However, the LGBT movement is not necessarily buying what the fake news is selling. There is a growing backlash against Buttigieg among hardcore progressives who claim he is not gay enough to be the first homosexual President of the United States.
An article written by an openly gay man in The Outline titled, “Why Pete Buttigieg is Bad for Gays” has added fuel to the controversy by implying that the South Bend Mayor is apart of an establishment conspiracy to co-opt and neutralize the nascent LGBT movement.
Author Jacob Bacharach bemoaned Buttigieg for being the avatar of what is presently considered societally acceptable from the homosexual community.
“There is a certain kind of gay guy. He is very likely white. He would say that he is in his “mid-thirties,” although he is much closer to the end than to the beginning of his last credibly young decade,” Bacharach wrote.
“Older women think he is handsome; younger men are not so sure. He is a professional of some kind — not ostentatiously wealthy, but comfortable enough to take the occasional ski trip in Colorado or spring vacation in Spain. He probably enjoys “the theater.” He is sure to mention at some point that he likes to read,” Bacharach continued.
Bacharach resents “Mayor Pete” as he calls him for peddling the “type of unthreatening, socially acceptable, vaguely conservative gay identity” that he feels holds the LGBT movement back.
“I have increasingly come to believe that, though perhaps not intentionally, they do so to the detriment of many other gay folk and queer folk and trans folk and folks who just do not — when you put yourself in the mind of a voter with an NPR mug and maybe even an equality sticker on the back of the Volvo — quite look the part,” Bacharach wrote.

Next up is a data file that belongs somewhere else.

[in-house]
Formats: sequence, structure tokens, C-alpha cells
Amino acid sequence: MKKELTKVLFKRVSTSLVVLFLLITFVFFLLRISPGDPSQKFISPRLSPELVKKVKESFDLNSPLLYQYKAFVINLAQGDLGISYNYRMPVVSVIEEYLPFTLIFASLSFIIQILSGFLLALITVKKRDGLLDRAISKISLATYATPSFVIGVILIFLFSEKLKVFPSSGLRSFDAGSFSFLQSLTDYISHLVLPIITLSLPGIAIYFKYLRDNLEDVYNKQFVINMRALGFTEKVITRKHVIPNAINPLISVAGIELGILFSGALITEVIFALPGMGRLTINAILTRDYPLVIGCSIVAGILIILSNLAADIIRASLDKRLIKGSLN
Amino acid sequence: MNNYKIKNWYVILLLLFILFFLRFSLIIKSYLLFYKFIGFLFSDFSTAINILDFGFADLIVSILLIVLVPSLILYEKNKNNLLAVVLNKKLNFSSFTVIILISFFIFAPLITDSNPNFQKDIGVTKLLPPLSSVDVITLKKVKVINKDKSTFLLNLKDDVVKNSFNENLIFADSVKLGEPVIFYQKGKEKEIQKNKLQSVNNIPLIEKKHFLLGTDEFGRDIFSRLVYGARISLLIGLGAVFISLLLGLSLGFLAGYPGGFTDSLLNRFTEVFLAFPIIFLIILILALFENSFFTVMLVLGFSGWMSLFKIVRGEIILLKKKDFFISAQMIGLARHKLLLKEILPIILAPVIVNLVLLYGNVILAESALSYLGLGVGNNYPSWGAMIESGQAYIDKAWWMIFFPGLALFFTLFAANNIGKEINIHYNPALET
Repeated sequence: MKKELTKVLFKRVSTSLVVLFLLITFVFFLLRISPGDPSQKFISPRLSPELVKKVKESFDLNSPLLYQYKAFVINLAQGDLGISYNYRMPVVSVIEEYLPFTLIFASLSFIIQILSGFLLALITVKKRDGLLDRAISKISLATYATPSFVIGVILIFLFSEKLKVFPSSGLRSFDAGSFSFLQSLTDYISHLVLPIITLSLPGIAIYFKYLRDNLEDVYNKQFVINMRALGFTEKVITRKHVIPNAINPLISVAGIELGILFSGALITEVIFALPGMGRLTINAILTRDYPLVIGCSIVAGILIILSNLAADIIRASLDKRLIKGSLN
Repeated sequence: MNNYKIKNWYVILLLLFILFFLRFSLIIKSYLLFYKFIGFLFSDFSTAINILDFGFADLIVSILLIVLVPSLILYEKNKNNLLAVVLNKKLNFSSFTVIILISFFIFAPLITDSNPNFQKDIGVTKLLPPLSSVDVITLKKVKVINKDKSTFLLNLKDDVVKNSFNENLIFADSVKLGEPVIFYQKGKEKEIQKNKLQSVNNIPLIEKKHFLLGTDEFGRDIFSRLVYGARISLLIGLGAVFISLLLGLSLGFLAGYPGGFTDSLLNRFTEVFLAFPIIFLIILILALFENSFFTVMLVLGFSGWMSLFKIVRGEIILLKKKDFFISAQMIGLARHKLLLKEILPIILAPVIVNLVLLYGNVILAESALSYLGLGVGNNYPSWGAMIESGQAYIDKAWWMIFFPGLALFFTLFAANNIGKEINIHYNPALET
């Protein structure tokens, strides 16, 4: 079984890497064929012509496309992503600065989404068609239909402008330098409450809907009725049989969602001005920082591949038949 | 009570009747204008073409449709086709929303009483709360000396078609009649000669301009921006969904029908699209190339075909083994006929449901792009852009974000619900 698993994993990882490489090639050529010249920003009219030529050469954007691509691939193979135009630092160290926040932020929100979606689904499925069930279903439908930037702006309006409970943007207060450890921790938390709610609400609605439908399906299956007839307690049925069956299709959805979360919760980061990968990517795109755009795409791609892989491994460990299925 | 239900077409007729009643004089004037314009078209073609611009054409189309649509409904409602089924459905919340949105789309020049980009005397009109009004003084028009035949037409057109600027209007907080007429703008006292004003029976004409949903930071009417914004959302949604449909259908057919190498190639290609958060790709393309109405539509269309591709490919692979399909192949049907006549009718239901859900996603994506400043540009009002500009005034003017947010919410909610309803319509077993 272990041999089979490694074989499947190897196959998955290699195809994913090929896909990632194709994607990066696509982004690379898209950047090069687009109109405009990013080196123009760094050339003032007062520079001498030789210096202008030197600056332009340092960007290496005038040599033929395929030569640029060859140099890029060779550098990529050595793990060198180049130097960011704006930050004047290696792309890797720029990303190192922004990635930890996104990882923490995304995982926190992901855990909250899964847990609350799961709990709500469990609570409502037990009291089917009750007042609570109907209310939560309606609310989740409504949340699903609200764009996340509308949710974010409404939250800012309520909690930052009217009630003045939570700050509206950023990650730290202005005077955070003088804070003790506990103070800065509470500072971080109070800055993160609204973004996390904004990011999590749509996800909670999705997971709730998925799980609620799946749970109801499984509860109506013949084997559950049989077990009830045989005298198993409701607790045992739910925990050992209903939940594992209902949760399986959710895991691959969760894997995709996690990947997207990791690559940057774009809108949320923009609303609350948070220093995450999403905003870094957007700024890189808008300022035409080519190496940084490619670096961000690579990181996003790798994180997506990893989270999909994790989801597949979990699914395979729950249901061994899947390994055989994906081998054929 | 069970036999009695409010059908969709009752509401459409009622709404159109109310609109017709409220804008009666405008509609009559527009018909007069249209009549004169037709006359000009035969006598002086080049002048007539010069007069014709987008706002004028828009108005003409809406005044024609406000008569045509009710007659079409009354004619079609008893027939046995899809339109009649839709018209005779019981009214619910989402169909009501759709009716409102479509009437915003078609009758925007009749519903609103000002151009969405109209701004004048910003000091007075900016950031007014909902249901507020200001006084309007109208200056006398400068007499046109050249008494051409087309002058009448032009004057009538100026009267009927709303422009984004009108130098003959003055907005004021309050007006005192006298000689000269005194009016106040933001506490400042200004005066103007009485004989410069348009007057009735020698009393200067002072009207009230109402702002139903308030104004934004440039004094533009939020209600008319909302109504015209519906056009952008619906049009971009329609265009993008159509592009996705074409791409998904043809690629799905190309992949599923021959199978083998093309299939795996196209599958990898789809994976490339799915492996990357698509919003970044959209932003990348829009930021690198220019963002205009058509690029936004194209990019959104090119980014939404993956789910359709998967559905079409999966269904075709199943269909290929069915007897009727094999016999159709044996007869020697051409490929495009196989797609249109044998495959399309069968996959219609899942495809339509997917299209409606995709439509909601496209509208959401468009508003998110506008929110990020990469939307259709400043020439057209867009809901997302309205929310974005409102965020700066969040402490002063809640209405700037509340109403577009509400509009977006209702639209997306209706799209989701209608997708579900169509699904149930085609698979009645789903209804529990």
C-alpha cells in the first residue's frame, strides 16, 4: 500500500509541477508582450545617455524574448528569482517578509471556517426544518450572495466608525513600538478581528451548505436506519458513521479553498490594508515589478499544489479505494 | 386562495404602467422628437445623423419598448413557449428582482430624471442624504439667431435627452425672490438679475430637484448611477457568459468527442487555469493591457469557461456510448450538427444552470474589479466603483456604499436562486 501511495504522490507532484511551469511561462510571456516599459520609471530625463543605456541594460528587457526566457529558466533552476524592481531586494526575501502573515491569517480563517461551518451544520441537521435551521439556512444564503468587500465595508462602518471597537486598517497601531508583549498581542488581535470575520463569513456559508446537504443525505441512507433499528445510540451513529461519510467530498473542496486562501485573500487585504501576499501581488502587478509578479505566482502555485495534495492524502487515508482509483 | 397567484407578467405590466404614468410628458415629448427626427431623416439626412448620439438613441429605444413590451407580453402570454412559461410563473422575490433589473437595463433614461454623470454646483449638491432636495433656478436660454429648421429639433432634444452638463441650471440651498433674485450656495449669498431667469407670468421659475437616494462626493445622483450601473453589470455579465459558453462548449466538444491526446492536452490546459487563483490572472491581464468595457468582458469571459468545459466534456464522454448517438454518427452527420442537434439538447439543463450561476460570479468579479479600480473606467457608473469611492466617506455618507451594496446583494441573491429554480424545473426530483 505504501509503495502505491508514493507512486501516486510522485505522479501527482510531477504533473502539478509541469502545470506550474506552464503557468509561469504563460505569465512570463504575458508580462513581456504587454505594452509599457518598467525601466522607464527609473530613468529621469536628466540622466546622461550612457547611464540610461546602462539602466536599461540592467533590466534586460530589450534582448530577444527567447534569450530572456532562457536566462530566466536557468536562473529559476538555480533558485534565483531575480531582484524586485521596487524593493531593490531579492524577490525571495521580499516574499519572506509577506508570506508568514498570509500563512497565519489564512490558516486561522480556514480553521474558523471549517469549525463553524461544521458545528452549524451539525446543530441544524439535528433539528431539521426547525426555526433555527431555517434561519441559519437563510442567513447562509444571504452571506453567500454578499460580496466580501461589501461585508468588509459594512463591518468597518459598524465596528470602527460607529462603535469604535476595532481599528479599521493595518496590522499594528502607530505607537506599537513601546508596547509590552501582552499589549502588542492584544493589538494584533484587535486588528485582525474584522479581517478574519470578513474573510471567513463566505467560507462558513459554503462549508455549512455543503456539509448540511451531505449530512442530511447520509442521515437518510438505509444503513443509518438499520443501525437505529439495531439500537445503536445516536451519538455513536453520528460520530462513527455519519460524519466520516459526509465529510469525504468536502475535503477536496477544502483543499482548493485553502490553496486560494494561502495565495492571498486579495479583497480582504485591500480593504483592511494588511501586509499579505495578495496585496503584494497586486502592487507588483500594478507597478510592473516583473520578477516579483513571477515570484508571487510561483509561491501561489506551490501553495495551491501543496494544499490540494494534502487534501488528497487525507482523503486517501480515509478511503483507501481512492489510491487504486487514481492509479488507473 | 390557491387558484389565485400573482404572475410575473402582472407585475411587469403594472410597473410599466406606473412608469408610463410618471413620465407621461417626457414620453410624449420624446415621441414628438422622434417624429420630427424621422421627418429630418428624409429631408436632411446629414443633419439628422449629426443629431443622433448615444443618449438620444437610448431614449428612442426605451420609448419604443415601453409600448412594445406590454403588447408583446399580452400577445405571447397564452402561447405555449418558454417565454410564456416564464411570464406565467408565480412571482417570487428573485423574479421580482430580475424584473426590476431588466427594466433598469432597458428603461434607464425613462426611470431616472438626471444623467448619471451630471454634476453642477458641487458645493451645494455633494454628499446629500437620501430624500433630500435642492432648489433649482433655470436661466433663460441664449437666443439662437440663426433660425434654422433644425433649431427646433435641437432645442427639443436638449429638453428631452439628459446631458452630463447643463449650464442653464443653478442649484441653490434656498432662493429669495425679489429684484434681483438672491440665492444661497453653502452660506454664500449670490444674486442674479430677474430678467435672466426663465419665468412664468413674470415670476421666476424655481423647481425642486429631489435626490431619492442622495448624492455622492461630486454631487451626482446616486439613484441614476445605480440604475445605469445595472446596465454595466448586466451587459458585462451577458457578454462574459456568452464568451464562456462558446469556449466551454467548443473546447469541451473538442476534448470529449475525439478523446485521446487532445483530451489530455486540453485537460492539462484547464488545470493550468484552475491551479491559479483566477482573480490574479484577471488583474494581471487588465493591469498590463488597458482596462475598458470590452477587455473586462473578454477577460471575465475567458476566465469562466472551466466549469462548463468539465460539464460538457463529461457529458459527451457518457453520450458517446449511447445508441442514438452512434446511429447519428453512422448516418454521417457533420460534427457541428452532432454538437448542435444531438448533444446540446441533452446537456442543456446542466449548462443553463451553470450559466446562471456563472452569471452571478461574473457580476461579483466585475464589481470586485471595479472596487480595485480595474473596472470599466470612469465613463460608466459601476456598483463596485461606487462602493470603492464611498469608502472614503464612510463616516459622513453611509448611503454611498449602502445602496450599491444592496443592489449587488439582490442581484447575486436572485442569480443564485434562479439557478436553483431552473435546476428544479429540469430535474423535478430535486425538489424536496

With transgenders and gay people throughout the world undergoing so much real and imagined hardship, Bacharach is “suspicious of the neat schema of [Buttigieg’s] biographical tale.”
“The struggles of trans people, queer people of color, LGBTQ people who are rural, LGBTQ people who are poor, belie this neat onward-and-upward narrative, which is a story about a very particular kind of scrubbed, upwardly mobile, largely white, well-dressed, unutterably corny gay,” Bacharach wrote.
Bacharach is reminded by Buttigieg of his days as a college radical, when he railed against the LGBT movement becoming “another boring, bourgeois constituency of the vacuous center of American politics.” Buttigieg might be the establishment’s man to accomplish Bacharach’s college self’s worst nightmare.
“It is hard to escape the way that American capitalism and American democracy have worked in tandem both to dissipate and to assimilate the radical democratic energies of queer liberation by giving a very circumscribed sort of gay a conditional membership to the club,” Bacharach argued.
While the idea of Buttigieg not being gay enough to be President is laughable, there may be a grain of truth in Bacharach’s lament.
Buttigieg’s assumed palatability with middle America has made him an immediate favorite of the fake news. With the corporate establishment firmly in his corner, it is hard to imagine Buttigieg advancing anything but the globalist status quo if he somehow obtains the presidency.
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